In addition, be sure that the kind of help you’re giving is the kind that’s wanted. For example, your wife might like some help with her efforts to lose weight. However, she’s not going to appreciate your help if she’d like you to cook healthy meals several times per week, but your version of help is to remind her of the calorie count of everything she eats.
When someone doesn’t want your help or advice, it’s best to keep your mouth shut. Sometimes the best advice is no advice. Otherwise, the unsolicited advice is probably to quiet your own anxiety or a bad habit, not really to be helpful. If you’re available and approachable, your friends and family know they can ask for your help if they want it.
Control vs. influence
Another common pitfall is that we confuse control with influence. Often we can influence our loved ones, but we can rarely control them. Meaning we may be able to shape or guide their decisions. We can counsel them or provide them with information if they are receptive, but we can’t force our own agenda on them.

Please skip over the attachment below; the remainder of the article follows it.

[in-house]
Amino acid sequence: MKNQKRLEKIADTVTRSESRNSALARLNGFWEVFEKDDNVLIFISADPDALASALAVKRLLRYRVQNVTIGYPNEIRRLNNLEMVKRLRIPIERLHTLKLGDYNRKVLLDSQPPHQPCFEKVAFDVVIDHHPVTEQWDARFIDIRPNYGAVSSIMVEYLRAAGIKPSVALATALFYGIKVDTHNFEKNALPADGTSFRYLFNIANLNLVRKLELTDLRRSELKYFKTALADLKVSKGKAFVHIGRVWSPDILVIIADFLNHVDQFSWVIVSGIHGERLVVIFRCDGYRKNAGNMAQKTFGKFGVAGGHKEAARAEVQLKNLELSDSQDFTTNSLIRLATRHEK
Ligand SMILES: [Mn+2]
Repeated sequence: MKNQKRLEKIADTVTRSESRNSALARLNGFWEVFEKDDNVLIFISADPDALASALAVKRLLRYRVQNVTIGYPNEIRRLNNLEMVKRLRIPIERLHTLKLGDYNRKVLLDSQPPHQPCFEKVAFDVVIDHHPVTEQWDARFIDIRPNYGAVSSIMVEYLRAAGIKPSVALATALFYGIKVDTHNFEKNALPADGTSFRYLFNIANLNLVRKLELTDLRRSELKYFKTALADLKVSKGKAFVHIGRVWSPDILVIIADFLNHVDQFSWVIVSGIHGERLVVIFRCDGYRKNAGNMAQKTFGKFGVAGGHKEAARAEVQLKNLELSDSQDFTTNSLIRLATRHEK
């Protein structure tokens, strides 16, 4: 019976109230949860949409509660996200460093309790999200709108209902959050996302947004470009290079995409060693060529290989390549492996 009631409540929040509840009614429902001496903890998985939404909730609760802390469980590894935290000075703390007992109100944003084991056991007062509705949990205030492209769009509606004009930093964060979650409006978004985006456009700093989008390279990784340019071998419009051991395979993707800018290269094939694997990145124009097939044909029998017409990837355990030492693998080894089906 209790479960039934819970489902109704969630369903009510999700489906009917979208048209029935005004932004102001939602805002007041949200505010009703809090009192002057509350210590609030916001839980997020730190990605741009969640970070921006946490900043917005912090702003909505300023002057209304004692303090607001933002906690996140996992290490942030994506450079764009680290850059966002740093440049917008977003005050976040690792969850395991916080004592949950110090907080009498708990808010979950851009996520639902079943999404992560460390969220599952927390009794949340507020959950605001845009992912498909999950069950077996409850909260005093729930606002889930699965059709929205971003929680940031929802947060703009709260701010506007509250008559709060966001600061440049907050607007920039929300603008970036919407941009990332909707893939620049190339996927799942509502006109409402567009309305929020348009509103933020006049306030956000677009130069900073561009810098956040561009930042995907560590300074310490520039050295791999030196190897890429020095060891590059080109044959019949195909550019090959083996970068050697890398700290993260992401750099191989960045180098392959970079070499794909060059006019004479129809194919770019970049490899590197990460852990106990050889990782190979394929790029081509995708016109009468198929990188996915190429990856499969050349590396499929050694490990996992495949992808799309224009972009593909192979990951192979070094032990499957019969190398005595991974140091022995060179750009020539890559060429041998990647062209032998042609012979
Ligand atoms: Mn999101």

How to stop trying to fix, change, or solve other people’s problems
Before launching into “fix-it” mode, try asking yourself these questions:
- Is this my issue or problem or is it someone else’s problem that’s affecting me?
- Is this a problem I can fix or change?
- Is changing this person or situation in my control?
- How can I redefine the problem so that I’m focusing on what’s in my control?
- Do I have any influence?
- Did they ask for my help or ideas?
- Am I forcing my solutions and ideas onto someone?
- Am I helping or enabling? What’s the difference?
- Why am I trying to solve this problem?
- Is this actually an attempt to manage my own fears and anxiety about what may happen? And if so, how else can I deal with uncertainty and feeling out of control?
If you’ve been trying to fix or change people for years, it will take time and effort to change these patterns. In addition to being patient and compassionate with yourself along the way, try to focus on what’s in your control and the problems that you can solve. Remember, if you’re feeling particularly frustrated with your inability to change or solve a problem, you may be trying to solve someone else’s problem.
©2018 Sharon Martin, LCSW. All rights reserved.
Photo courtesy of freedigitalphotos.net